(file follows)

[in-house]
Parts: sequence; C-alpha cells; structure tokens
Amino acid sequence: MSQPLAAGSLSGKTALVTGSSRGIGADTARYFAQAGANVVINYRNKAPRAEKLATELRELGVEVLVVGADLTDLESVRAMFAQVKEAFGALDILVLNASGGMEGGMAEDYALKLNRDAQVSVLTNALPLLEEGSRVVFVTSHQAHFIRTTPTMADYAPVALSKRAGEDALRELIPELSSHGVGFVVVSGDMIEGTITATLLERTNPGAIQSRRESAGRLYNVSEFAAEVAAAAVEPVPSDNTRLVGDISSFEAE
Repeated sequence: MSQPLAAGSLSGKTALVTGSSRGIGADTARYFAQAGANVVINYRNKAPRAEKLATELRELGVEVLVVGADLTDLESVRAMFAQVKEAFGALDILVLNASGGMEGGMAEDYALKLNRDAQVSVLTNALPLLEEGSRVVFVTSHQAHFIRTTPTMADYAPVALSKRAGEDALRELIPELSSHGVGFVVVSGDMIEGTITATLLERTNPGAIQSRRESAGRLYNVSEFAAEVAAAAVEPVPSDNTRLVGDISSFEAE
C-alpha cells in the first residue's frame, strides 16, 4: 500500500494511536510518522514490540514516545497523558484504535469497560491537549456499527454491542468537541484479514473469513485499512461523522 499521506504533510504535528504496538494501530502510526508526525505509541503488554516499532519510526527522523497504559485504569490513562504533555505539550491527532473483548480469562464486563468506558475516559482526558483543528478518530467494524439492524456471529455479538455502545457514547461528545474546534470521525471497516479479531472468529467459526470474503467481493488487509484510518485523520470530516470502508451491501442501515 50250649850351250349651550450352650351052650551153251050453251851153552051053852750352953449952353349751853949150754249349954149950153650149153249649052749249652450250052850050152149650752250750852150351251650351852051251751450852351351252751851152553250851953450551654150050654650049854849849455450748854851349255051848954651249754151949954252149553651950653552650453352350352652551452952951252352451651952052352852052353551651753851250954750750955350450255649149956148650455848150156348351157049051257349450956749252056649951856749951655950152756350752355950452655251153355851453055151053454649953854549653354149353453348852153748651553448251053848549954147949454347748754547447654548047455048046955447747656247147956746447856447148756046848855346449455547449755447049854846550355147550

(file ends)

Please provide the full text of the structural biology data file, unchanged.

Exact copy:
[in-house]
Parts: sequence; C-alpha cells; structure tokens
Amino acid sequence: MSQPLAAGSLSGKTALVTGSSRGIGADTARYFAQAGANVVINYRNKAPRAEKLATELRELGVEVLVVGADLTDLESVRAMFAQVKEAFGALDILVLNASGGMEGGMAEDYALKLNRDAQVSVLTNALPLLEEGSRVVFVTSHQAHFIRTTPTMADYAPVALSKRAGEDALRELIPELSSHGVGFVVVSGDMIEGTITATLLERTNPGAIQSRRESAGRLYNVSEFAAEVAAAAVEPVPSDNTRLVGDISSFEAE
Repeated sequence: MSQPLAAGSLSGKTALVTGSSRGIGADTARYFAQAGANVVINYRNKAPRAEKLATELRELGVEVLVVGADLTDLESVRAMFAQVKEAFGALDILVLNASGGMEGGMAEDYALKLNRDAQVSVLTNALPLLEEGSRVVFVTSHQAHFIRTTPTMADYAPVALSKRAGEDALRELIPELSSHGVGFVVVSGDMIEGTITATLLERTNPGAIQSRRESAGRLYNVSEFAAEVAAAAVEPVPSDNTRLVGDISSFEAE
C-alpha cells in the first residue's frame, strides 16, 4: 500500500494511536510518522514490540514516545497523558484504535469497560491537549456499527454491542468537541484479514473469513485499512461523522 499521506504533510504535528504496538494501530502510526508526525505509541503488554516499532519510526527522523497504559485504569490513562504533555505539550491527532473483548480469562464486563468506558475516559482526558483543528478518530467494524439492524456471529455479538455502545457514547461528545474546534470521525471497516479479531472468529467459526470474503467481493488487509484510518485523520470530516470502508451491501442501515 50250649850351250349651550450352650351052650551153251050453251851153552051053852750352953449952353349751853949150754249349954149950153650149153249649052749249652450250052850050152149650752250750852150351251650351852051251751450852351351252751851152553250851953450551654150050654650049854849849455450748854851349255051848954651249754151949954252149553651950653552650453352350352652551452952951252352451651952052352852052353551651753851250954750750955350450255649149956148650455848150156348351157049051257349450956749252056649951856749951655950152756350752355950452655251153355851453055151053454649953854549653354149353453348852153748651553448251053848549954147949454347748754547447654548047455048046955447747656247147956746447856447148756046848855346449455547449755447049854846550355147550